11 June 2011


Locus Focus: Take Fifty-Five!

Welcome to the Foreign Shores Challenge!

Today I am hosting not just Locus Focus, but also the June Giveaway in which I offer one reader the chance to win a book from the Philippines. This means that while the settings I feature in June will definitely be foreign to those who are eligible to enter the giveaway, they won't also be foreign to me. (Okay, it's cheating a bit . . . but we're still friends, right?)

The seventh book up for grabs is The God Stealer, a collection of short stories by F. Sionil Jose, the title work of which is his most anthologised piece of short fiction. I'll have a proper post on the whole collection up soon, but today let's just focus on the setting of the jewel in its crown. (Pun not intended.)

The God Stealer
by F. Sionil Jose

. . . at a turn of the hill, they came, without warning, upon the water-filled rice terraces stretched out in the sun and laid out tier upon shining tier to the very summit of the mountains. And in the face of that achievement, Sam Christie did not speak.

After a while, he nudged Philip. "Yeah, the terraces are colossal." And he wished he had expressed his admiration better, for he had sounded empty and trite.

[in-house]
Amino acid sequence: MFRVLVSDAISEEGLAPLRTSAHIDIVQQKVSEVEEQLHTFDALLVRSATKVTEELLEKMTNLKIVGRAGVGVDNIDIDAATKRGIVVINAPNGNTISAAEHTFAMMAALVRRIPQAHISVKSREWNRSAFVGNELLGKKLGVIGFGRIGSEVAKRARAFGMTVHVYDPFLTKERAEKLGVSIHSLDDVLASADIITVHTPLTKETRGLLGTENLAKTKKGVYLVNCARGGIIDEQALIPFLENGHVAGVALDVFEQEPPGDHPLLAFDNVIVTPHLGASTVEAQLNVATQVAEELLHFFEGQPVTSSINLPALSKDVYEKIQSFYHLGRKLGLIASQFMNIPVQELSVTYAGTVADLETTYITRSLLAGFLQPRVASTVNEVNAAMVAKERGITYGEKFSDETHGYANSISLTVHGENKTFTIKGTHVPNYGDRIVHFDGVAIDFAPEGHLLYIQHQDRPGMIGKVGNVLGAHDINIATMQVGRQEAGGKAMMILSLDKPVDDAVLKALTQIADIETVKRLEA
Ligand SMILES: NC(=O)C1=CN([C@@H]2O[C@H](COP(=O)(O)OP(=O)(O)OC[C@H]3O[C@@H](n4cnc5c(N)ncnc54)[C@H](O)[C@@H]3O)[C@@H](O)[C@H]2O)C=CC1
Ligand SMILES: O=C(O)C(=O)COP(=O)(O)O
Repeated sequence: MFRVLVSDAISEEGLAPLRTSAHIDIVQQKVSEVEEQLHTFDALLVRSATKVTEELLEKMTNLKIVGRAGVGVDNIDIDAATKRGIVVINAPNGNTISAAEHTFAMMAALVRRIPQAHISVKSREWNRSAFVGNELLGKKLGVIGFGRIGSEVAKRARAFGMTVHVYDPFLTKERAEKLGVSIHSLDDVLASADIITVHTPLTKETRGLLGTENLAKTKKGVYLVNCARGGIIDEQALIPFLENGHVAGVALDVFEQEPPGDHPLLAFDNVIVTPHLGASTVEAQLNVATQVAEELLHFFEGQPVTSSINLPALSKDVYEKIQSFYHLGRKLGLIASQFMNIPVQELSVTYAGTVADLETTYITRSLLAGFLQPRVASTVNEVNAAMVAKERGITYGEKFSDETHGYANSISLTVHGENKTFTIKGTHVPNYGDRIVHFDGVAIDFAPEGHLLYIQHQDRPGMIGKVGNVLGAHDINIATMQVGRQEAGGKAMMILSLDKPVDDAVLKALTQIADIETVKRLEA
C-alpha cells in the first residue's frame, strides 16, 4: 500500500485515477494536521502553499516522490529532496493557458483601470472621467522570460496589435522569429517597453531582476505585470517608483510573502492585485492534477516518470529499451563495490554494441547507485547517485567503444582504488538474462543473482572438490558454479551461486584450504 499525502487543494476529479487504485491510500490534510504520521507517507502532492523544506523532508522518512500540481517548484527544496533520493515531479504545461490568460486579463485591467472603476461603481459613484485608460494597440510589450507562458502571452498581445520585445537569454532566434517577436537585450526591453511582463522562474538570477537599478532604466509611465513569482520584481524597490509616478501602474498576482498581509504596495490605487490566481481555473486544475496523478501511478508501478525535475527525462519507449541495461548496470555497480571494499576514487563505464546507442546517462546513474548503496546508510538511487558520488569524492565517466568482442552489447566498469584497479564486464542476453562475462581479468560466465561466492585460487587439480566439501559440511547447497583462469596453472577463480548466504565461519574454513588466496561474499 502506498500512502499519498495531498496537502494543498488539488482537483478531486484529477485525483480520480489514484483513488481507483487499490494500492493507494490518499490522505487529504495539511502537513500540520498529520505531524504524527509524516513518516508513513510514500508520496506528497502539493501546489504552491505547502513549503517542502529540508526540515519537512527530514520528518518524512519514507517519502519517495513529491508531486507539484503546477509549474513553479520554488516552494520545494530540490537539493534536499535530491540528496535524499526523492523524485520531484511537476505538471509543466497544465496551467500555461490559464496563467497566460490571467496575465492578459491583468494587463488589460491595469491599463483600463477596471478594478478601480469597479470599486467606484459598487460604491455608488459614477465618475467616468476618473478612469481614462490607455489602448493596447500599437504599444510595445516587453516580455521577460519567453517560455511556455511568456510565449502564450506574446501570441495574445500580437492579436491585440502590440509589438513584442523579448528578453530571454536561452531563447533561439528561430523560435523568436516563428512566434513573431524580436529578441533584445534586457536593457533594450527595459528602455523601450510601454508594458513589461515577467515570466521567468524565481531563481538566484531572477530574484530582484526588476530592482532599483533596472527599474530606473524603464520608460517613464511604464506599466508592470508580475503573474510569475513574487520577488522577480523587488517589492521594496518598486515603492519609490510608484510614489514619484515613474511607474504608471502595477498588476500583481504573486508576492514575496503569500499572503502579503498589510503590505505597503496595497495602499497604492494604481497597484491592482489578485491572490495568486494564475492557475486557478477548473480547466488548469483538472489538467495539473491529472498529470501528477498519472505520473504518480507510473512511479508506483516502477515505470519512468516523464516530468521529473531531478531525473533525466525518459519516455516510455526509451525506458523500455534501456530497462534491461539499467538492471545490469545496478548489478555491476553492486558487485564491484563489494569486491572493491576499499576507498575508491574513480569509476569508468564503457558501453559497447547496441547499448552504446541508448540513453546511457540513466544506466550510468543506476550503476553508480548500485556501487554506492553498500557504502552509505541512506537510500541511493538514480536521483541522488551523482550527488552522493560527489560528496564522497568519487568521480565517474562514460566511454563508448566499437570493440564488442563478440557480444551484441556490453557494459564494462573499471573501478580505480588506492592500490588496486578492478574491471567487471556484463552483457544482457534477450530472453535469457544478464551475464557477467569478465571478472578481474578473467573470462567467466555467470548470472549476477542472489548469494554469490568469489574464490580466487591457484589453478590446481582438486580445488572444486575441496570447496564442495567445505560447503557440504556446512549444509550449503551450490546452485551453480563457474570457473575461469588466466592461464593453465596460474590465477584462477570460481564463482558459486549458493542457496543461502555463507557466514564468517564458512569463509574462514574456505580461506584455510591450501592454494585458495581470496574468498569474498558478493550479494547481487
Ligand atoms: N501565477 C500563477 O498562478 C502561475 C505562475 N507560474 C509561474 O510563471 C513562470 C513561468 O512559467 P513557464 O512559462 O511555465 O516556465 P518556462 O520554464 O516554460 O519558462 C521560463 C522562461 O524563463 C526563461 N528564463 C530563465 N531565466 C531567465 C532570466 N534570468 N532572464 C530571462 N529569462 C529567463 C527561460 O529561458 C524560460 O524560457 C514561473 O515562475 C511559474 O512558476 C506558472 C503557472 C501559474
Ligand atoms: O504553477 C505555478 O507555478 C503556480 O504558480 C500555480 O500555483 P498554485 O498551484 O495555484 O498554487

The first view of the terraces left in Sam's mind a kind of stupefaction which, when it had cleared, was replaced with a sense of wastefulness. He mused on whether or not these terraces were necessary, since he knew that beyond these hand-carved genealogical monuments were plains that could be had for the asking . . .

Below is an image of the famous rice terraces that shocked new visitor Sam Christie into silence: the "hand-carved genealogical monuments" which are Ifugao's most famous attraction. Seen through the lens of F. Sionil Jose's imagination, it is also Ifugao's greatest mystery.

This is just one mountain among many. Imagine thousands upon thousands of terraced slopes stretching as far as the eye can see. Wild, green ziggurats carved by men using the most primitive tools. A stunning achievement . . . until you remember, like the stupefied Sam, that just beyond the mountains are many square miles of plains . . . or until an Ifugao native like Philip Latak informs you that the villagers can't even grow enough rice in these paddies to feed themselves. This is a rice bowl with more grandeur than actual grains.

But to Philip, it is also home. And to Sam, it is the last exotic stop he must make before he returns to his own home in the United States. Although the two men are best friends, they've only known each other on the neutral ground of Manila--the capital city to which Philip fled when he decided Ifugao life wasn't for him and in which Sam can find nothing authentic enough to be a proper souvenir of his Philippine sojourn. Knowing that it is Sam's last month in the country, Philip agrees to help him buy a real hand-carved wooden "rice god" from an Ifugao family in his own village. And so the two friends board a bus that will take them to the ancient mountains, believing that they're both doing it for the same reason.